The Stacki XML framework is called Wire. To explain how wire is structured, we first have to understand the process of installation of a backend node.
When the anaconda installer performs the OS installation, it does it in the following order:
Network setup – The installer then configures the network with IP address, netmask, and gateway information
Kickstart Retrieval – The installer retrieves a kickstart file from the frontend that provides it with instructions on how to proceed with the installation.
Main section – The installer configures timezones, root passwords, etc. This section typically includes Kickstart directives.
Pre section – This section consists of instructions to be run before the partitioning, and package installation. This typically is used to setup the installer environment so that partitioning may be changed. This section is typically coded in shell, or python.
Disk setup and partitioning – Next, the installer configures the disks attached to the system, partitions them, formats them and makes them available to the installer.
Package Installation – This section contains a list of packages to be installed on the system.
Post Section – This section consists of instructions to be run after package installation. This section may be coded in any interpreted language that is available on the installed system.
Pre-boot Section – This section is run on first-boot before any services or daemons are started.
Post-Boot Section – This section is a collection of shell scripts that are run on first-boot after all services and daemons have started. This is typically used to run scripts that interact with system daemons, or to finish and clean-up the installation process.
To extend backend node functionality, the sections most likely to require modifications are the package section and the post sections.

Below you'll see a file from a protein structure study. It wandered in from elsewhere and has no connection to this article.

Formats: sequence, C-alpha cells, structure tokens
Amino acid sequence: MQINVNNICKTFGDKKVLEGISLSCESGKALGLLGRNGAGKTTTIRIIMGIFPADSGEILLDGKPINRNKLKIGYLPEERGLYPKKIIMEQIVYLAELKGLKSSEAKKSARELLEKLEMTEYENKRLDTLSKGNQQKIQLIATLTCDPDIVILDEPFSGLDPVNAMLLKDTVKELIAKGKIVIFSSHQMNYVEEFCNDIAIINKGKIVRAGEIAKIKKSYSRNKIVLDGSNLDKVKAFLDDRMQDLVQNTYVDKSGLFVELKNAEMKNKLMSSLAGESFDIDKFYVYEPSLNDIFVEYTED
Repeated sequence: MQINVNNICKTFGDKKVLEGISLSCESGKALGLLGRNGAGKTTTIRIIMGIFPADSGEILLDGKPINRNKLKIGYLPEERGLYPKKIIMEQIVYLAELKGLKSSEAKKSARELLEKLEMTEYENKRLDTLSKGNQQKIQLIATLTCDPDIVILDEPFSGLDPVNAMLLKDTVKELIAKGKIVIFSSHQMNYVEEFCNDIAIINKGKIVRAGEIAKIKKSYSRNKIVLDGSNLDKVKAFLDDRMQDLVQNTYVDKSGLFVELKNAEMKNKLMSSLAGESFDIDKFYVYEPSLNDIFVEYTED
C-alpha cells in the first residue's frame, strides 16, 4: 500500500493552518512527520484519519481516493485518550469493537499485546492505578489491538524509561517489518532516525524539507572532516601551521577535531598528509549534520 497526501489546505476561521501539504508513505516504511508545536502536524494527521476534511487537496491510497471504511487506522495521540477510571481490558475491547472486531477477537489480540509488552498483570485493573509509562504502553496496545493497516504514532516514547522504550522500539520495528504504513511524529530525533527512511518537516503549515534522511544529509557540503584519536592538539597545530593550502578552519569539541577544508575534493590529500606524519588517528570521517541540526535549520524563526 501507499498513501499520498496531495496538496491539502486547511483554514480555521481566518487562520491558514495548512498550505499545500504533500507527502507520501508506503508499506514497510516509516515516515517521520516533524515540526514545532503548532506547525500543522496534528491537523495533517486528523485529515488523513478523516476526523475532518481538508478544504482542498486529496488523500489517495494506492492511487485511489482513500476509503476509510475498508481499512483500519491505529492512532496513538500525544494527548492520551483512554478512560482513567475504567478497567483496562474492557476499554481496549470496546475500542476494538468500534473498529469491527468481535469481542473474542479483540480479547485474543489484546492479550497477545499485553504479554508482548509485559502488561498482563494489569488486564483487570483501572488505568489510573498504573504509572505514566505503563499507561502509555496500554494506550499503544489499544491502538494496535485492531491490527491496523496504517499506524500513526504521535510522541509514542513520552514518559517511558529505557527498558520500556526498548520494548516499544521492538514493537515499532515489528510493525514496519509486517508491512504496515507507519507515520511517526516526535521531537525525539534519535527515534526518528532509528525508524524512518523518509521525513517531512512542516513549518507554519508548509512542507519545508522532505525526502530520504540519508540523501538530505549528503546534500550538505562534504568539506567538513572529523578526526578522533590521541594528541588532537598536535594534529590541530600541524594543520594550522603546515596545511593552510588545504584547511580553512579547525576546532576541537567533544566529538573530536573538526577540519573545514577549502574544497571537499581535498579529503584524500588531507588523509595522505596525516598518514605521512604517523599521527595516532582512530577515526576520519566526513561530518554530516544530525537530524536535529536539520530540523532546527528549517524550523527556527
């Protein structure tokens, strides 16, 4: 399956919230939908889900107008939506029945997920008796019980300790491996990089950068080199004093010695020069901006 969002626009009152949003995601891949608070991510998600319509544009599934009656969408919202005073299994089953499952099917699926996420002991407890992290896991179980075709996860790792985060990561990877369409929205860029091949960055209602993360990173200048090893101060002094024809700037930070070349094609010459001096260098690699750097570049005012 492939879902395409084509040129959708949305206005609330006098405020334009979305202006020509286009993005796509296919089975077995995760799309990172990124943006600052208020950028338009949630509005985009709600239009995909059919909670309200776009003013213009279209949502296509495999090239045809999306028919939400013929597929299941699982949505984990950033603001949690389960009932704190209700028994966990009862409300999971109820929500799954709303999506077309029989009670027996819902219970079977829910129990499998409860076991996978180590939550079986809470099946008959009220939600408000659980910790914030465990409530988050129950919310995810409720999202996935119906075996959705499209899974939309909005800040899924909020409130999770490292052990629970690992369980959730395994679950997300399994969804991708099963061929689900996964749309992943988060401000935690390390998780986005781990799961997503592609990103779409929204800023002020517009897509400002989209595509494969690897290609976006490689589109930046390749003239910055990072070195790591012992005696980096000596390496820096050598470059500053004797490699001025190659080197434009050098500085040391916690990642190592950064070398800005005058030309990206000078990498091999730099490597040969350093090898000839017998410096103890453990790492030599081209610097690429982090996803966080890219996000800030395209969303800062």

The Stacki Wire XML framework supports the following tags.
This tag allows the admin to run scripts in the installer before the package installation, and disk configuration is done. Internally, Stacki uses this section to configure disk controllers, and partitions.
<pre> cat /proc/partitions > /tmp/partitions.state </pre>
<package>httpd</package> <package meta="1">gnome-desktop</package>
meta="1" attribute informs the installer that the package is a group package.
This tag allows the admin to run scripts after the package installation is done. The scripts can be in any interpreted language present on the installed system.
chkconfigto enable the Apache web server:
<post> /sbin/chkconfig --enable httpd </post>
<post interpreter="/opt/rocks/bin/python"> import os, sys import subprocess p = subprocess.Popen(['/sbin/chkconfig','--enable','httpd']) rc = p.wait() if rc != 0: sys.stderr.write('Chkconfig Failed\n') </post>
--nochrootargument causes the execution of the post section in a non-chrooted environment. Typically, after the package installation starts the post sections are run in a chrooted environment running under
/mnt/sysimage– ie.- In the installer
/filesystem on the installed machine:
<post arg="--nochroot"> cp /tmp/anaconda.log /mnt/sysimage/tmp/anaconda.log </post>
This tag allows the admin to create files on the filesystem of the installing machine. This tag is a resides inside a
/tmp/hello.logthat contains the word “HELLO” in it:
<post> <file name="/tmp/hello.log"> HELLO </file> </post>
<post> <file name="/tmp/hello.log" mode="append"> WORLD </file> </post>
chmodpermissions of 0400:
<post> <file name="/tmp/hello.log" perms="0400"> HELLO </file> </post>
/tmp/hello.logowned by user root and group apache:
<post> <file name="/tmp/hello.log" owner="root:apache"> HELLO </file> </post>
This tag controls both the Pre-boot section and the Post-boot section of the installation.
<boot order="pre"> rm -rf /tmp/hello.log </boot>
/etc/hostsfile by running a Stacki report:
<boot order="post"> /opt/stack/bin/stack report host > /etc/hosts </boot>